Fourteen minarets have survived in the centre of Khiva. They were constructed so that the muezzin might climb the stairs to call the faithful to prayer five times each day, his voice carrying on the breeze across the city.
The oldest minaret, the Juma Minaret, dates from the 10th to the 13th centuries and has distinctive turquoise stripes around its otherwise sand-coloured cylinder. If you have a head for heights (or want a bird's-eye view of the city), you can climb the 81 steps to the top (US$2). You can see a lot from 33m up!
Every postcard of Khiva seems to be illustrated with a photo of the Kalta Minar. This eye-catching (but rather stumpy) green and turquoise landmark was intended to be the tallest minaret in central Asia: its patron, Muhammad Amin Khan, planned for it to be at least 70m tall, allegedly so that you could see Bukhara from the top. Sadly it was not to be. Muhammad was decapitated by a rogue horseman in 1855 before the minaret was complete and the architect responsible for the project fled.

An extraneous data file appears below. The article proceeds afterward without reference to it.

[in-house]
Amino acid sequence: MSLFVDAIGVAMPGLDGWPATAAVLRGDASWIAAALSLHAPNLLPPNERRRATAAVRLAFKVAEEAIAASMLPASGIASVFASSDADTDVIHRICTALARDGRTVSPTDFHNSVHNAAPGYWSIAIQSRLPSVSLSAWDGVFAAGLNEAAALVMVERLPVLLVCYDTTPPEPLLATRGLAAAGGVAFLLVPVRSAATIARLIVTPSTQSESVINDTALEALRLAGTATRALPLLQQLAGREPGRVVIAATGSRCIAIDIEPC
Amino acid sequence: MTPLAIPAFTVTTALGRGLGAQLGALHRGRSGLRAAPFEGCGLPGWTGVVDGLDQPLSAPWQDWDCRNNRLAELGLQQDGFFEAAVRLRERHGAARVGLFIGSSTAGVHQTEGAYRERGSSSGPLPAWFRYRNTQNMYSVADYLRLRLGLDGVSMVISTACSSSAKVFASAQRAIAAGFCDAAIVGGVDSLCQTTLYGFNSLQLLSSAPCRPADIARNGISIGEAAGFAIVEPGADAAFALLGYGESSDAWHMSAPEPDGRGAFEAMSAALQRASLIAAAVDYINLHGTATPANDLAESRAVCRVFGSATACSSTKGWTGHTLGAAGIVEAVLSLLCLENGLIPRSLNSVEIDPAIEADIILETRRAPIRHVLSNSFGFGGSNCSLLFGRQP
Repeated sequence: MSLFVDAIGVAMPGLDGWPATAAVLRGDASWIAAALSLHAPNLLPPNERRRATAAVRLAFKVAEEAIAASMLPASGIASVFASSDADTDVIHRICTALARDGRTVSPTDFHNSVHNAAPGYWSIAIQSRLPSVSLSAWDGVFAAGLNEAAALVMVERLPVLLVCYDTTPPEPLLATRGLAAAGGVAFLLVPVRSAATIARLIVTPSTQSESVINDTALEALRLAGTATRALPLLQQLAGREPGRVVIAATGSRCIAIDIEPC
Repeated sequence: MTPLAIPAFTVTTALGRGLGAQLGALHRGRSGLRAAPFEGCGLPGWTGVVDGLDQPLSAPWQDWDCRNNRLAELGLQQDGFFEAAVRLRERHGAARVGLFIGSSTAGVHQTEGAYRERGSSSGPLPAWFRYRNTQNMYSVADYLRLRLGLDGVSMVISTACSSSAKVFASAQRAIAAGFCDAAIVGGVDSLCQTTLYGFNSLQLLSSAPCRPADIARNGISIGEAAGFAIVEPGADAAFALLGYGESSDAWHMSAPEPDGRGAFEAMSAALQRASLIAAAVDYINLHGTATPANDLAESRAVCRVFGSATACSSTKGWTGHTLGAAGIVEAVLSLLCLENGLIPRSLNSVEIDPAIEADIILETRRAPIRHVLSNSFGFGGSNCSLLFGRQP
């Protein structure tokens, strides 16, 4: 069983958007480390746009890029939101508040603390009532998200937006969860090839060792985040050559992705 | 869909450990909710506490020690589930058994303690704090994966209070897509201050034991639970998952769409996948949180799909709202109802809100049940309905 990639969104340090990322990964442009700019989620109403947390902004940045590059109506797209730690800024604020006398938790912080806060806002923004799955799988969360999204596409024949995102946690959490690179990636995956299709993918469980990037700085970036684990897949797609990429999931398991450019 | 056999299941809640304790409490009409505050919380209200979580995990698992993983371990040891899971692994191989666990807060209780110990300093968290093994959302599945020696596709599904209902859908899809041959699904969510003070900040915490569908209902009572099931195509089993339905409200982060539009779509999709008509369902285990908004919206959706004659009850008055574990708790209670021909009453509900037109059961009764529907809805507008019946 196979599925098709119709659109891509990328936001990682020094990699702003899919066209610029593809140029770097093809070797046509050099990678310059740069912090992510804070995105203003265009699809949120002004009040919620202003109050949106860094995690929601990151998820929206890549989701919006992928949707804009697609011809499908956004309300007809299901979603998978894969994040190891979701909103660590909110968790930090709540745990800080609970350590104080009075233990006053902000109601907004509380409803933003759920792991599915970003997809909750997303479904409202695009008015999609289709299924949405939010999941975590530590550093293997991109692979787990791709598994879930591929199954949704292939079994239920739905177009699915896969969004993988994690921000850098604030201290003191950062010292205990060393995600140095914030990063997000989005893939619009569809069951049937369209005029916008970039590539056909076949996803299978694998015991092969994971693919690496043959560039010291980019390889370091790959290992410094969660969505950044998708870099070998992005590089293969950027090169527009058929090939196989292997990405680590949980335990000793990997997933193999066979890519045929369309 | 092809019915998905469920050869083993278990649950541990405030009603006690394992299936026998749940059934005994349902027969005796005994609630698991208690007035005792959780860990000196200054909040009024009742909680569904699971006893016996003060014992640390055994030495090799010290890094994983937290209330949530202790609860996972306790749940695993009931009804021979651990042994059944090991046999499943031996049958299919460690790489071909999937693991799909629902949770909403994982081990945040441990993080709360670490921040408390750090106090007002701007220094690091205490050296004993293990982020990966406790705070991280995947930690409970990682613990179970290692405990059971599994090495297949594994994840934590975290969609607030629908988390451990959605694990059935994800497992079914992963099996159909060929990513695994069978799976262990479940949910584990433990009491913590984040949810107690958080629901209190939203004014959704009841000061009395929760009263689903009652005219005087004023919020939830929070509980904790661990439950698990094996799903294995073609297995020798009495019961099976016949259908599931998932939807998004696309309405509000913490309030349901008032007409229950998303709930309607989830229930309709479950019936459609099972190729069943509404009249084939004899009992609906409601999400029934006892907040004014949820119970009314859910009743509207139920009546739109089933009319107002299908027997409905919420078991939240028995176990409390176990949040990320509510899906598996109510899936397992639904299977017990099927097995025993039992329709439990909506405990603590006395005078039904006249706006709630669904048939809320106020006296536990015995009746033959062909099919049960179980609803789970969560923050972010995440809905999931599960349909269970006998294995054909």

Rather more graceful looking is the slim Islam Khoja Minaret (1910), which adjoins the Islam Khoja Madrassa. Almost 60m tall, it is just 2m shorter than the Kalyon Minar in Bukhara, but it looks taller due to the tapered shape and the varying widths of the yellow and blue-green stripes. It is possible to climb the 120 steps to the top, where you are following in the footsteps of the city's watchmen. It is said that the minaret was used as a radio tower to summon air support during the 1924 assault on Khiva, though sadly this is probably an urban myth.